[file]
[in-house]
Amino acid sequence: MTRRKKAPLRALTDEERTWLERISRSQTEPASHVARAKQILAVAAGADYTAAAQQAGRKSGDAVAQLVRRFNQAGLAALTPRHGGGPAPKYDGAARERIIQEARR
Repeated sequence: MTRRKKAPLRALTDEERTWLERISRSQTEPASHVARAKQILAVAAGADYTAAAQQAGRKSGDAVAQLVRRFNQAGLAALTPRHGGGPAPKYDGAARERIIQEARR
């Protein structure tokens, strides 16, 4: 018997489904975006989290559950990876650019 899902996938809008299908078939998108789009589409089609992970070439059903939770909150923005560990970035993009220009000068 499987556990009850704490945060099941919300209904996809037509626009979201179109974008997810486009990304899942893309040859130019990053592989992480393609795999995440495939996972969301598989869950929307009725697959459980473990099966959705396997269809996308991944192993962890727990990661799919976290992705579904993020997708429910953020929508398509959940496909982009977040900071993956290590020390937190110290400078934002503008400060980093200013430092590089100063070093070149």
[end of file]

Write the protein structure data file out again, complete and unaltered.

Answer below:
[in-house]
Amino acid sequence: MTRRKKAPLRALTDEERTWLERISRSQTEPASHVARAKQILAVAAGADYTAAAQQAGRKSGDAVAQLVRRFNQAGLAALTPRHGGGPAPKYDGAARERIIQEARR
Repeated sequence: MTRRKKAPLRALTDEERTWLERISRSQTEPASHVARAKQILAVAAGADYTAAAQQAGRKSGDAVAQLVRRFNQAGLAALTPRHGGGPAPKYDGAARERIIQEARR
């Protein structure tokens, strides 16, 4: 018997489904975006989290559950990876650019 899902996938809008299908078939998108789009589409089609992970070439059903939770909150923005560990970035993009220009000068 499987556990009850704490945060099941919300209904996809037509626009979201179109974008997810486009990304899942893309040859130019990053592989992480393609795999995440495939996972969301598989869950929307009725697959459980473990099966959705396997269809996308991944192993962890727990990661799919976290992705579904993020997708429910953020929508398509959940496909982009977040900071993956290590020390937190110290400078934002503008400060980093200013430092590089100063070093070149």